Harry M., Alice S., Mary L., Anna G. and Leonard W. Politically he favors
the Republican party.
Is a native of Erie
County, N. Y., born in the town of Wales, Mar. 20, 1834. When sixteen
years of age he left his native State and went to Pennsylvania, returning
two years later. He subsequently emigrated to Illinois, where he remained
two years; then went back to New York; thence to Waushara County, Wis.
He owned a farm of eighty acres on section 15, Richland Township, which
he sold in 1881. He was elected to all the township offices of Richland
Township, and was Sheriff of the county two years. He came to Floyd
County, Ia., in 1873, having previously purchased land here in 1868.
He owns 160 acres and is classed with the representative farmers and
breeders of fine stock of Floyd County. He was married Dec. 10, 1856,
to Martha Leigh, who was born in England in 1833. Three children have
been born unto them – Eva T., born Dec. 5, 1857, in Waushara County,
Wis., and died in Rockford Township, Ia., Feb. 17, 1878, of typhoid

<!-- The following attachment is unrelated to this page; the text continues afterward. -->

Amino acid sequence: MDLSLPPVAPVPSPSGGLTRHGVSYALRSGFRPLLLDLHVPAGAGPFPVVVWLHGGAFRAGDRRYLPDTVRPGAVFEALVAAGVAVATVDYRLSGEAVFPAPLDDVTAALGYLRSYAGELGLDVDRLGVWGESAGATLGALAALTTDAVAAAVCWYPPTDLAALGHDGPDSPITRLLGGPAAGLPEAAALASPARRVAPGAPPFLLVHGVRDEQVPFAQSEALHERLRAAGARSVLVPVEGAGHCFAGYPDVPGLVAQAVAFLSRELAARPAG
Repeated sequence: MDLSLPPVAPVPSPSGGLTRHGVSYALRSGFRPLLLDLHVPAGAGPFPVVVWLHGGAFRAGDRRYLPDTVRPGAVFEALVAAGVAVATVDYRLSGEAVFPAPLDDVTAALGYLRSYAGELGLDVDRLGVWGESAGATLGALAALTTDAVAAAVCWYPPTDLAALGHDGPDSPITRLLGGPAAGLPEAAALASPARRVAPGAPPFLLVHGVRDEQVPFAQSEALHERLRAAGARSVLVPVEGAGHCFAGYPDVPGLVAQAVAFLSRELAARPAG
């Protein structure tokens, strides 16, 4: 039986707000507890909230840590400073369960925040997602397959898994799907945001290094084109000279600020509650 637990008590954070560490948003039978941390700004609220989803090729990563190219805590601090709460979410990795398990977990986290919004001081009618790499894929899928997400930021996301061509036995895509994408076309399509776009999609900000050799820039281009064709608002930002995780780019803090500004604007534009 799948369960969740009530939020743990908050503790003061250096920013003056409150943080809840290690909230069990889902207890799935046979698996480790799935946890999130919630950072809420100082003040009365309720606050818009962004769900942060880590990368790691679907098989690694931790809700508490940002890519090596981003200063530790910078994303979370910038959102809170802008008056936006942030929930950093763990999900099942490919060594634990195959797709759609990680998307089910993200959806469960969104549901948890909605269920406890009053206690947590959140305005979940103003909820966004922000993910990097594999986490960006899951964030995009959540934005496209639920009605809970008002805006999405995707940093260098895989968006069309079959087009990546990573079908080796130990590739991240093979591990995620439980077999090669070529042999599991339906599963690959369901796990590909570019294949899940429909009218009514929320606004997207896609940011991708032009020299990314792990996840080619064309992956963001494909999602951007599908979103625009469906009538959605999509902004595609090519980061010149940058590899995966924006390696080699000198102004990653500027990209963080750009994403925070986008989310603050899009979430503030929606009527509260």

fever, Addie I., born August 1862 and Frank, Dec. 7, 1868. In his religious
views Mr. Cogswell is a Liberalist, and politically is a Republican,
and has been elected by that party to many of the local offices. He
is at present serving as Road Supervisor and School Director, to the
entire satisfaction of his constituents.
One of the prominent citizens of Rockford Township, was born in Wales, Erie County, N. Y., Feb. 7, 1840, and was there reared and educated. He emigrated to Ogle County, Ill., in 1861, and engaged in farming there until 1880, when he removed to Floyd County, Ia., and settled upon his present farm of 140 acres, on section 2, Rockford Township. This farm is under excellent improvement and thoroughly stocked. He was married Nov. 20, 1856, to Frances Hubbard, also a native of Erie County, N. Y., born Oct. 1, 1841. They have had four children – Ettie, born Feb. 18, 1859; Willie, born Mar 1, 1865, died March. 25, 1870; Minnie Ellen, born Nov. 23, 1869 and Lizzie, Sept. 18, 1874. Mr. Cogswell is at present serving acceptably in the offices of Road Supervisor and School Director. In politics he is a strong Republican.